7 Clock Facts for the Curious Clock Lover

Humans have been using clocks to track the passage of time for thousands of years. With such a rich history of timekeeping, there are many interesting little-known facts about clocks out there. There is plenty of information that is relatively easy to find: How was the first clock set? What is the history of the pendulum clock? However, we think the obscure “time on the clock” facts tell just as much, if not more, about how clocks have evolved over the millennia.

To kick off this discussion, we bring you seven clock facts for the curious clock lover. If you have any clock facts you’d like to share, be sure to let us know in the comments section.

  1. The oldest working clock in the world is the Salisbury Cathedral Clock in Salisbury, England. This mechanical clock dates all the way back to 1386. (The Salisbury Clock was actually replaced in 1884, and the original model wasn’t rediscovered until 1929. A full restoration was completed in 1956.)
  2. The first American alarm clock was invented in Concord, New Hampshire in 1787 by Levi Hutchins. It was never patented and rang only at one time — 4:00 am — to wake him for work.
  3. The National Institute of Standards and Technology in Colorado created an atomic clock so accurate they claim will neither gain nor lose a second in 20 million years. It’s called the NIST-F1 Cesium Fountain Clock and gets its accuracy from a fountain-like atomic movement.
  4. The term “o’clock” is a contraction of the term “of the clock”. It comes from 15th-century references to medieval mechanical clocks. At the time, sundials were also common timekeepers. Therefore, to make clear one was referencing a clock’s time, they would say something like, “It is six of the clock” — which, over time, was shortened to “six o’clock”.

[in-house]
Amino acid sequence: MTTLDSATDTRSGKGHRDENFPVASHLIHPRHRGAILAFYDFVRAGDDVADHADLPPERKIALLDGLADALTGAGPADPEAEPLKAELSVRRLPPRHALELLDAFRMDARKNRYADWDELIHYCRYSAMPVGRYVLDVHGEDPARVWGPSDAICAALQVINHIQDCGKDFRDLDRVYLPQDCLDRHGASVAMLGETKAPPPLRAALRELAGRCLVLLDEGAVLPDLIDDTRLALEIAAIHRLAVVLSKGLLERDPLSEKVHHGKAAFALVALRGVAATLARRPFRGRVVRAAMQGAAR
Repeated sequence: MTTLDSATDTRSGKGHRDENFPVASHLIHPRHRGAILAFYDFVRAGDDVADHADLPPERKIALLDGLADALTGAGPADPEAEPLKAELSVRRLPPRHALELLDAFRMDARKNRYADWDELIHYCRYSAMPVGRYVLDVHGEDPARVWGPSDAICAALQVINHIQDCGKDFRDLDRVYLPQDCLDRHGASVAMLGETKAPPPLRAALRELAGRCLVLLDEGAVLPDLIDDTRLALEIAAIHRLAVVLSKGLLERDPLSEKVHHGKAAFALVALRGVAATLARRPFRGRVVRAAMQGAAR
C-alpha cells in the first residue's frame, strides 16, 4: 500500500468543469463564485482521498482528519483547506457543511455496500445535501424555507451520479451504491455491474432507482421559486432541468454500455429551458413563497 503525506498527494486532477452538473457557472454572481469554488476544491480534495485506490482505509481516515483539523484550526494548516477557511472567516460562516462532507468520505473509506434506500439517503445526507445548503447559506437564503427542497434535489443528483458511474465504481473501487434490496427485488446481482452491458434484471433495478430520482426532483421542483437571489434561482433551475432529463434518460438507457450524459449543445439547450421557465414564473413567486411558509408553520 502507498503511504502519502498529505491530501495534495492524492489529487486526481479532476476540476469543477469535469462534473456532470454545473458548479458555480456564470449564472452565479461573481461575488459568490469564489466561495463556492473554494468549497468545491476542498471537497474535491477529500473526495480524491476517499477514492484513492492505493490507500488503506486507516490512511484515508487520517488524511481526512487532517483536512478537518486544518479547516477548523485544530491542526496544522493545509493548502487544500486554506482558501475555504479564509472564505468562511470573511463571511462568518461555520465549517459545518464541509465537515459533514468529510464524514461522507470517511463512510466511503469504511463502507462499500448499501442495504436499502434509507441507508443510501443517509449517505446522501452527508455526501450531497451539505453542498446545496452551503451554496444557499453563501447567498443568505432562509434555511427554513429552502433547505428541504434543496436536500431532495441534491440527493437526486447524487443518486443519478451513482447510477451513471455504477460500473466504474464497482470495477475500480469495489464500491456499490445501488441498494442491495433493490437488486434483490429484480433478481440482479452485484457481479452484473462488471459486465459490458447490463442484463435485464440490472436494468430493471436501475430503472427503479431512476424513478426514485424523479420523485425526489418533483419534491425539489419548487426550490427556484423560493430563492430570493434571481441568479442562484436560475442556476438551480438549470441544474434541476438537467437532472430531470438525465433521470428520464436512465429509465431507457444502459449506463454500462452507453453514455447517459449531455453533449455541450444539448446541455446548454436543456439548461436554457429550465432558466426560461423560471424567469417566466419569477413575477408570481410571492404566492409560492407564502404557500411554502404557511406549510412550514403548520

5. Due to changes in local gravity, a pendulum clock that is accurate at sea level will lose nearly 16 seconds per day if moved to an altitude of 4,000 feet or more.
  6. In the United States, standardized time zones as we know them were first established by the railroad industry in 1883. Before that, every town kept its own time based on the sunrise and a central clock, which made scheduling trains nearly impossible. (Towns quickly adopted the same standard as the railroads.)
  7. Pennies are used to adjust the time in London’s Big Ben clock tower. Adding or removing a penny to the pendulum changes its center of mass and can alter the clock’s speed by 0.4 seconds per day.

Of course, we would be remiss if we didn’t include something about our Chelsea Ship’s Bell mechanical clock! Our Ship’s Bell clock mechanism was patented in 1900 and consists of over 364 solid brass parts — including gears, pins, and plates — and features an eleven-jewel movement. Our master clockmakers proudly hand-assemble and test each Ship’s Bell clock here in Chelsea, Massachusetts. 

Credited to:www.chelseaclock.com

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